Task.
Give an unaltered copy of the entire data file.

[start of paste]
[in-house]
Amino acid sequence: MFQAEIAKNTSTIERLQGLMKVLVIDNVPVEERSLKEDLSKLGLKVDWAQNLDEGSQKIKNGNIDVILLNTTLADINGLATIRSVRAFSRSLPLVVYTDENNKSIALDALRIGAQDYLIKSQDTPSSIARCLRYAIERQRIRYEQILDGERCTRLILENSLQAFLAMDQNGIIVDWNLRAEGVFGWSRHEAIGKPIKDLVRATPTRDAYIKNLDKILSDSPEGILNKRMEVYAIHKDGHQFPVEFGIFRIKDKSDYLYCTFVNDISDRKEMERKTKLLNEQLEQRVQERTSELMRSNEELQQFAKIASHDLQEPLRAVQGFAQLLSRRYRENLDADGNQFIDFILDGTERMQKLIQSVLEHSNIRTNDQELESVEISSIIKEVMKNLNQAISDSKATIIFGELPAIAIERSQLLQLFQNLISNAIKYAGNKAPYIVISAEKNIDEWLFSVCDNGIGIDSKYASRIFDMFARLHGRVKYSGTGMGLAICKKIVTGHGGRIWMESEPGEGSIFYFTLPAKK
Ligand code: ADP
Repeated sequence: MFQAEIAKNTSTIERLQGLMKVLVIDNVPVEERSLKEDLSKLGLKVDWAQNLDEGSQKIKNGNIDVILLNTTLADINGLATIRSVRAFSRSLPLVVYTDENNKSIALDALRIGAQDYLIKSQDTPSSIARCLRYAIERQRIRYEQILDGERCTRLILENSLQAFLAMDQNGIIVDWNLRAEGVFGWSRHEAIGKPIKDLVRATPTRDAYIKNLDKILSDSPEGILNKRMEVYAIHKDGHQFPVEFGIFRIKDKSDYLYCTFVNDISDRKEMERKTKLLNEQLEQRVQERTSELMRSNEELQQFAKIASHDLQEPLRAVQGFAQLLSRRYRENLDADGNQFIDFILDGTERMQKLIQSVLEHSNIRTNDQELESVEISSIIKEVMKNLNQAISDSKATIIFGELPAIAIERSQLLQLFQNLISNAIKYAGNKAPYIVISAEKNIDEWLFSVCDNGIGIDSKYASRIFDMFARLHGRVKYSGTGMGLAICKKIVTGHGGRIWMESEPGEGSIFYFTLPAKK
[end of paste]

[in-house]
Amino acid sequence: MFQAEIAKNTSTIERLQGLMKVLVIDNVPVEERSLKEDLSKLGLKVDWAQNLDEGSQKIKNGNIDVILLNTTLADINGLATIRSVRAFSRSLPLVVYTDENNKSIALDALRIGAQDYLIKSQDTPSSIARCLRYAIERQRIRYEQILDGERCTRLILENSLQAFLAMDQNGIIVDWNLRAEGVFGWSRHEAIGKPIKDLVRATPTRDAYIKNLDKILSDSPEGILNKRMEVYAIHKDGHQFPVEFGIFRIKDKSDYLYCTFVNDISDRKEMERKTKLLNEQLEQRVQERTSELMRSNEELQQFAKIASHDLQEPLRAVQGFAQLLSRRYRENLDADGNQFIDFILDGTERMQKLIQSVLEHSNIRTNDQELESVEISSIIKEVMKNLNQAISDSKATIIFGELPAIAIERSQLLQLFQNLISNAIKYAGNKAPYIVISAEKNIDEWLFSVCDNGIGIDSKYASRIFDMFARLHGRVKYSGTGMGLAICKKIVTGHGGRIWMESEPGEGSIFYFTLPAKK
Ligand code: ADP
Repeated sequence: MFQAEIAKNTSTIERLQGLMKVLVIDNVPVEERSLKEDLSKLGLKVDWAQNLDEGSQKIKNGNIDVILLNTTLADINGLATIRSVRAFSRSLPLVVYTDENNKSIALDALRIGAQDYLIKSQDTPSSIARCLRYAIERQRIRYEQILDGERCTRLILENSLQAFLAMDQNGIIVDWNLRAEGVFGWSRHEAIGKPIKDLVRATPTRDAYIKNLDKILSDSPEGILNKRMEVYAIHKDGHQFPVEFGIFRIKDKSDYLYCTFVNDISDRKEMERKTKLLNEQLEQRVQERTSELMRSNEELQQFAKIASHDLQEPLRAVQGFAQLLSRRYRENLDADGNQFIDFILDGTERMQKLIQSVLEHSNIRTNDQELESVEISSIIKEVMKNLNQAISDSKATIIFGELPAIAIERSQLLQLFQNLISNAIKYAGNKAPYIVISAEKNIDEWLFSVCDNGIGIDSKYASRIFDMFARLHGRVKYSGTGMGLAICKKIVTGHGGRIWMESEPGEGSIFYFTLPAKK